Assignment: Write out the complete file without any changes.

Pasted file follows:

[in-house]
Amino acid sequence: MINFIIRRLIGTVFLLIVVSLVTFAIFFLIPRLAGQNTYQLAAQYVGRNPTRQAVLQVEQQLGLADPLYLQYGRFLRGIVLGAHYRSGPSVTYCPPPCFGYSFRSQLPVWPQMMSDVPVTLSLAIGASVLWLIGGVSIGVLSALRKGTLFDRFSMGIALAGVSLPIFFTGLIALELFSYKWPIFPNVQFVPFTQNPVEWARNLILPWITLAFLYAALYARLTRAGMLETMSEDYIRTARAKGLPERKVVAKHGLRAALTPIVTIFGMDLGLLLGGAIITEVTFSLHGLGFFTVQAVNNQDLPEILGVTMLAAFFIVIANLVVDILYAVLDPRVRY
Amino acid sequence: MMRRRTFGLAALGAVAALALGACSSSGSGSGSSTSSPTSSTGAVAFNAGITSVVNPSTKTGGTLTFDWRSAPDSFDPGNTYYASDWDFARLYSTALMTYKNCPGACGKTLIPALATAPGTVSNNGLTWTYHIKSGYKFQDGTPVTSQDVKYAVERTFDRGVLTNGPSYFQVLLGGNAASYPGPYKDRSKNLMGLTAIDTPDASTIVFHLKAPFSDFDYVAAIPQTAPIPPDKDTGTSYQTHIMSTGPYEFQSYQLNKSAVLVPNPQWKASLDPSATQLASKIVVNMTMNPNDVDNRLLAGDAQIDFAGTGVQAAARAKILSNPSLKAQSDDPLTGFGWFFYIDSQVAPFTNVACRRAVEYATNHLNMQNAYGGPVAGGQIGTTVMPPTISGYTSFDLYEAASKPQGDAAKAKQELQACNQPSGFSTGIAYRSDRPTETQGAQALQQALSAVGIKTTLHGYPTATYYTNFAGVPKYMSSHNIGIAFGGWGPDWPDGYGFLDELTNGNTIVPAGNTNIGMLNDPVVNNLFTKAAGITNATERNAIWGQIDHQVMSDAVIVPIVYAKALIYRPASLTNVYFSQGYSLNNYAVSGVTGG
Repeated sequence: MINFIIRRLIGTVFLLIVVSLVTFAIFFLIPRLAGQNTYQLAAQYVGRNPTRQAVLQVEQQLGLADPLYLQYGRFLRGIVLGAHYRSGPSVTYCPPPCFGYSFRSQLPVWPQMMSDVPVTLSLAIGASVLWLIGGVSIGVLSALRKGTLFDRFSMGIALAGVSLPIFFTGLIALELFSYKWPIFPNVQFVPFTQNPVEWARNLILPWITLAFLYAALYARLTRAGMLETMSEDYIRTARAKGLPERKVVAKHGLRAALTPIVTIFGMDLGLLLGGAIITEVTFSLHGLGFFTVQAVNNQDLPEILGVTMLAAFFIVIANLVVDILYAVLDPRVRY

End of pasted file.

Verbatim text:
[in-house]
Amino acid sequence: MINFIIRRLIGTVFLLIVVSLVTFAIFFLIPRLAGQNTYQLAAQYVGRNPTRQAVLQVEQQLGLADPLYLQYGRFLRGIVLGAHYRSGPSVTYCPPPCFGYSFRSQLPVWPQMMSDVPVTLSLAIGASVLWLIGGVSIGVLSALRKGTLFDRFSMGIALAGVSLPIFFTGLIALELFSYKWPIFPNVQFVPFTQNPVEWARNLILPWITLAFLYAALYARLTRAGMLETMSEDYIRTARAKGLPERKVVAKHGLRAALTPIVTIFGMDLGLLLGGAIITEVTFSLHGLGFFTVQAVNNQDLPEILGVTMLAAFFIVIANLVVDILYAVLDPRVRY
Amino acid sequence: MMRRRTFGLAALGAVAALALGACSSSGSGSGSSTSSPTSSTGAVAFNAGITSVVNPSTKTGGTLTFDWRSAPDSFDPGNTYYASDWDFARLYSTALMTYKNCPGACGKTLIPALATAPGTVSNNGLTWTYHIKSGYKFQDGTPVTSQDVKYAVERTFDRGVLTNGPSYFQVLLGGNAASYPGPYKDRSKNLMGLTAIDTPDASTIVFHLKAPFSDFDYVAAIPQTAPIPPDKDTGTSYQTHIMSTGPYEFQSYQLNKSAVLVPNPQWKASLDPSATQLASKIVVNMTMNPNDVDNRLLAGDAQIDFAGTGVQAAARAKILSNPSLKAQSDDPLTGFGWFFYIDSQVAPFTNVACRRAVEYATNHLNMQNAYGGPVAGGQIGTTVMPPTISGYTSFDLYEAASKPQGDAAKAKQELQACNQPSGFSTGIAYRSDRPTETQGAQALQQALSAVGIKTTLHGYPTATYYTNFAGVPKYMSSHNIGIAFGGWGPDWPDGYGFLDELTNGNTIVPAGNTNIGMLNDPVVNNLFTKAAGITNATERNAIWGQIDHQVMSDAVIVPIVYAKALIYRPASLTNVYFSQGYSLNNYAVSGVTGG
Repeated sequence: MINFIIRRLIGTVFLLIVVSLVTFAIFFLIPRLAGQNTYQLAAQYVGRNPTRQAVLQVEQQLGLADPLYLQYGRFLRGIVLGAHYRSGPSVTYCPPPCFGYSFRSQLPVWPQMMSDVPVTLSLAIGASVLWLIGGVSIGVLSALRKGTLFDRFSMGIALAGVSLPIFFTGLIALELFSYKWPIFPNVQFVPFTQNPVEWARNLILPWITLAFLYAALYARLTRAGMLETMSEDYIRTARAKGLPERKVVAKHGLRAALTPIVTIFGMDLGLLLGGAIITEVTFSLHGLGFFTVQAVNNQDLPEILGVTMLAAFFIVIANLVVDILYAVLDPRVRY